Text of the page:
In the future, androids live side by side with humans – but not as their equals, as their slaves. Though they look identical, these androids must display a holographic ring over their heads so the difference is clear. One day, a boy named Rikuo finds abnormal activity patterns in the logs of his own android, and alongside his friend Masaki, he sets forth to find where the android has been. Much to their surprise, the duo discovers a secret café known as Eve no Jikan with a single rule: within its walls, there must be no discrimination between humans and robots. In this place, androids appear to be human and are even displaying signs of independence – a trait that should not be possible. Rikou finds his perceptions increasingly challenged as he struggles to come to terms with his own android, and the relationship between man and machines...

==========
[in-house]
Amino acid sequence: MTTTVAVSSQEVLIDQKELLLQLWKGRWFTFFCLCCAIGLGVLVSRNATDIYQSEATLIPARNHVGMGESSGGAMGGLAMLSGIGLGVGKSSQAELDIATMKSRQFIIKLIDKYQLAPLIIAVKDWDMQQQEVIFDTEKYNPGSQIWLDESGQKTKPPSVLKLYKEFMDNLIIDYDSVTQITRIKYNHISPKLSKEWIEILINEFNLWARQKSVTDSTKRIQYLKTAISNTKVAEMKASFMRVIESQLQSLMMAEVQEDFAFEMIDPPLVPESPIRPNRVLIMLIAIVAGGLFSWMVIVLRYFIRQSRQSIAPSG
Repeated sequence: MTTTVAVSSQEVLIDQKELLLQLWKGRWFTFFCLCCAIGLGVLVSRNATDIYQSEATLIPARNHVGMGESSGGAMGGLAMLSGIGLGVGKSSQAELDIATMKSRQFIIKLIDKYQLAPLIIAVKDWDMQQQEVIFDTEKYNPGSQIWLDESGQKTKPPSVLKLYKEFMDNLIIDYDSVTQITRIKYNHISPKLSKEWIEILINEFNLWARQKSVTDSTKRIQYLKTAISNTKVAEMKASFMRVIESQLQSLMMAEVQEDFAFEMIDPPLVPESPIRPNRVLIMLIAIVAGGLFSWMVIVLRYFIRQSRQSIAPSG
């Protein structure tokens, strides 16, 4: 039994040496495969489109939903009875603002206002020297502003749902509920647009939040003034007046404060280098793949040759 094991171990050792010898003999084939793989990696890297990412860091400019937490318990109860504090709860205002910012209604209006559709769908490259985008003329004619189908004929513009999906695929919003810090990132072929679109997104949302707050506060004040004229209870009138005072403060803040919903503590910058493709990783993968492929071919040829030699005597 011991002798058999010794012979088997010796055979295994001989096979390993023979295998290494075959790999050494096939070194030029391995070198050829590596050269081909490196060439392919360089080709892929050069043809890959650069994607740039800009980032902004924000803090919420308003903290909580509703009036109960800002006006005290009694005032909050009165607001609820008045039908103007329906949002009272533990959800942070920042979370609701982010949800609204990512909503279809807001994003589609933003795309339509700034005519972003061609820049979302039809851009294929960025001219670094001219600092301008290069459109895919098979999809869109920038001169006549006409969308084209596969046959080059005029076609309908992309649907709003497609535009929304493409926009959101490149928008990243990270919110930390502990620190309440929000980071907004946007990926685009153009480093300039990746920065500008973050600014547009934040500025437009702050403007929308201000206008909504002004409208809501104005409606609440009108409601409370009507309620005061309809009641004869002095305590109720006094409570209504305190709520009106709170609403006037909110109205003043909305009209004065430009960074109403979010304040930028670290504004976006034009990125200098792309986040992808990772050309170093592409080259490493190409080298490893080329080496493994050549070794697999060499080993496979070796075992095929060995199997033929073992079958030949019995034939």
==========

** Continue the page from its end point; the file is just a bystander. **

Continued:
A young woman quietly falls to the earth, escorted by a solitary crow. This sort of dream, as many other before have dreamed, comes just before being reborn as a Haibane, a charcoal-winged angel. On the outskirts of the walled-in city lies Old Home, a haven for Haibane to study, live, and learn, while waiting for their chance to ascend to the heavens and escape the confines of their new world. Rakka is the newest inhabitant of Old Home who wants nothing more than to remember her past and discover the secrets of her kind. Together with Reki, Kuu and plenty of other new friends, Rakka will laugh, explore, and search for the meaning of their existence in the process.
There is a general feeling that is shared by both of these series. Part of this may be from the similarities in the color pallets, and lighting that set the mood. Not only that, but both anime deal with people who are different and are trying to fit into society. They are light and silly on the outside, but deal with serious subjects on the inside. Haibane Renmei and Time of Eve are anime you would not want to miss.
Although they have completely different plots, both are slow-paced and introspective. They both make good use of silence as well. When watching one after you have seen the other, you may be reminded of it by the halo's possesed by characters in the story (Real halo's in Haibane Renmei, hologram ones in Eve no Jikan used to signify that person being an android)